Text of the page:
Go to the circus!
  With all the screaming kids, popcorn and elephant mess? No, we’re serious, the Moscow circus is fun.  Bring your digital camera and some extra rubles: at the Old Circus on Tsvetnoi Bulvar you can get your picture taken with a wild animal in the foyer for 200 rubles. Choose a bear, a panther, a lion cub, a couple of pooches in party hats, or a chimp. (We recommend the chimps — they’re trained to give you a hug.)


Go to a park!  Spend an afternoon at the Botanical Gardens, Izmailovo, Sokolniki, or Kolomenskoye.  Rent some cross-country skis or skates. Gorky Park is still the classic outdoor skating rink, with music blaring over the ponds and paths (and skate rentals) throughout the evening.  Krylatskoye has several hills for sledding and skiing.


Learn a sport!  Take up snow polo, or take up tennis. Get your PADI certification so you can scuba dive in the Black Sea.  Or go wild and become a “walrus” — one of those hearty souls who fling themselves into a hole in the ice.  One Moscow group is celebrating “Raise your immunity day” on February 23 with a bracing dip at Serebyany Bor.  Novices are welcome. 


Follow Napoleon!
Bonaparte left Moscow in the winter; here we have a better way for (almost) getting out of Russia…

The Passport crew has been pumping our friends for recommendations and running all over town to find the best bests for February fun. But we can’t control changes in prices or personnel, the weather, or the geomagnetic situation. Check our back issues for more hints.
  1. Out of the city:  In Zvenigorod see the Cathedral of the Assumption of the Virgin; the Tchaikovsky estate is at 18 ul. Chaikovskaya  in Klin, information at or call 539-8196.  Yasnaya Polyana through Patriarshy Dom (795-0927) or individually:  Electrichka to Sergiev Posad from Yaroslavl Station or by car via the Yaroslavl Highway.  Troika rides by Yuri and Svetlana Kurilkin (8-254-21870 or 8-916-692-8094). Zhukovka is on the Rublevo-Uspenskoye Shosse.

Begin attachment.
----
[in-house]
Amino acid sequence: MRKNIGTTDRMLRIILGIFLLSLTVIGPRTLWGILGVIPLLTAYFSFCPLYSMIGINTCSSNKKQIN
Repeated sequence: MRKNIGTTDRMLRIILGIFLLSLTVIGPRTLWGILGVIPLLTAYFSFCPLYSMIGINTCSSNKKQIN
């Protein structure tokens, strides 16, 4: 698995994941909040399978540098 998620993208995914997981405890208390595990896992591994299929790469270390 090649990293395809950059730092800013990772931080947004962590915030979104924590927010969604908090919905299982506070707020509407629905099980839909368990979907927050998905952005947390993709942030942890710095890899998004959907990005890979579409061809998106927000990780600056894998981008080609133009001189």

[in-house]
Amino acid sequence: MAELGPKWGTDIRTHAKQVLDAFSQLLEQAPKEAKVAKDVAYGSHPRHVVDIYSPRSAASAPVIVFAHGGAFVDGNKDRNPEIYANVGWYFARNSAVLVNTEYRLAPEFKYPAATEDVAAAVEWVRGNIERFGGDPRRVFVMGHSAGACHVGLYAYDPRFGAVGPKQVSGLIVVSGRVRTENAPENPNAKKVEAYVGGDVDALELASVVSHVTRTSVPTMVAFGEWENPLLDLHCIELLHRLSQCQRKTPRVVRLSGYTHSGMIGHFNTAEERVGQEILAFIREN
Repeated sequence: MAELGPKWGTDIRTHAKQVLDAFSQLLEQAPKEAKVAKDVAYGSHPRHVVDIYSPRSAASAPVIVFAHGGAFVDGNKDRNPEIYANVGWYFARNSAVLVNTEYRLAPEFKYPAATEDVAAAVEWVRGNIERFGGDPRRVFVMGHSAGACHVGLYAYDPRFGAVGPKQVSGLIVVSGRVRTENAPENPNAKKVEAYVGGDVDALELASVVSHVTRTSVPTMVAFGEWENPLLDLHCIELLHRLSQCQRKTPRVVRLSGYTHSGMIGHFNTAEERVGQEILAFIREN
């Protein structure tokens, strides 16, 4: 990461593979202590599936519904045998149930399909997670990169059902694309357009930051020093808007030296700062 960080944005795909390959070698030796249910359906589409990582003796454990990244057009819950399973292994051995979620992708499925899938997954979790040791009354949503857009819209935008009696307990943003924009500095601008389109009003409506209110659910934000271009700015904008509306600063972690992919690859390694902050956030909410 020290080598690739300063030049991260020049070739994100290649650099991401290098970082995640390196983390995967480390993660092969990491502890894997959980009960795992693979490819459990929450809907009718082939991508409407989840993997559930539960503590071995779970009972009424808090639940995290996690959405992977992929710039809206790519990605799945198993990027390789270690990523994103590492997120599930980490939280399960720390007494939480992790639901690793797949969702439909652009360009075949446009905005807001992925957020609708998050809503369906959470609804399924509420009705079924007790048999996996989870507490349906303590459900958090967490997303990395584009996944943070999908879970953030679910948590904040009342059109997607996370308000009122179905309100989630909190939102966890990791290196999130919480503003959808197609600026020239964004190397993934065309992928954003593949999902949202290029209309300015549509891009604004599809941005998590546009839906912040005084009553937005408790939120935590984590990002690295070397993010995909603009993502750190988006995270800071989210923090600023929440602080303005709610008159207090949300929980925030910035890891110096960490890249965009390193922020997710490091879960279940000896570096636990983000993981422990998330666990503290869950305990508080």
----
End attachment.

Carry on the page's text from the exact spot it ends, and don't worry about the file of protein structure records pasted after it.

2. Fitness: Chaika pool: 1/3 Turchaninov per. 246-1341; Moscow pools:; fitness clubs: (924-4315);  (Planet Fitness); (931-9616) Step aerobic in English: 937-9500 or  Exercise videos at M Video, Dom Knigi, Inner Path, and Gorbushka.  Online diet programs:,, or
  3. Museums: full listing on
  4. Moscow countryside: (926-5911); or
  5. Bowling: Bou-Boll (257-0048); Megasfera (755-5500)
  6. Clothing repairs:; (Diana);; Atelier at 24 Bol. Nikitskaya (290-5253).
  7. Charities: (Russian only); full listing of charities in Living in Moscow.  Write to for book or to subscribe to monthly newsletter. 
  8. Lectures: American Center at (777-6530); Inner Path (257-3987); Tretyakov Gallery at 
    lectures (951-4916); Museum of Architecture at
  1. Dacha rentals: (926-4488); (232-6703)
  2. Dance lessons: Ballroom – Nicholas (290-5319 or 151-5115); Belly dancing information at; lessons at Zhasmin (106-0506) or Dzhuneina (550-4358; Hustle lessons at Ostrov Studio ( or Hustle Center (
  3. Gardening shops: Semena 17 Pyatnitskaya; All-Russian Expo Center, Pavilion 8 (181-9504); most farmers markets
  4. Read a Book: Dom Knigi, 8 Novy Arbat; Anglia Bookshop, 203 5802; Bookberry 
  5. Spas: Mone (252-6414); Jean-Claude Biguine (229-5206); Persona-Lab (243-5464); Jacques Dessange (200-5744); Sun City Tanning
    (; Semeiny Doktor (780-0771); Spa Palestra,
    tel 245 6113,
  6. Banyas: Sanduny at 14 Niglinskaya, str. 3-7 ( 925-4631); Bani na Presne at 7 Stolyarny per., str. 1 (253-8690 or 255-5306)
  7. Group tours: Backstage at the Bolshoi, KGB Museum and more: Marina (Russian or English) at 249-1097 or
  8. Framers: Central House of Artists on Krymsky Val (several companies in foyer); Framing shop at 20 Tverskaya Yamskaya (250-4499)
  9. Circus: 13 Tsvetnoi Bulvar (200-0668)
  10. Go to a Park: for skating, Pioneer Stadium, 36 Leningradsky Prospekt, Metro Dynamo
  11. Sports lessons: Tennis – Valentin at 8-903-519-0947; Natasha at
    8-910-467-5805 (in Russian); scuba diving at Sadko (; Horseback riding at Hippodrome (945-5059 Mikhail in English) or Bistia (318-2277). Walruses at or 945-1612.  Check for venues.  Check for complete list of skiing and skating sites in Moscow.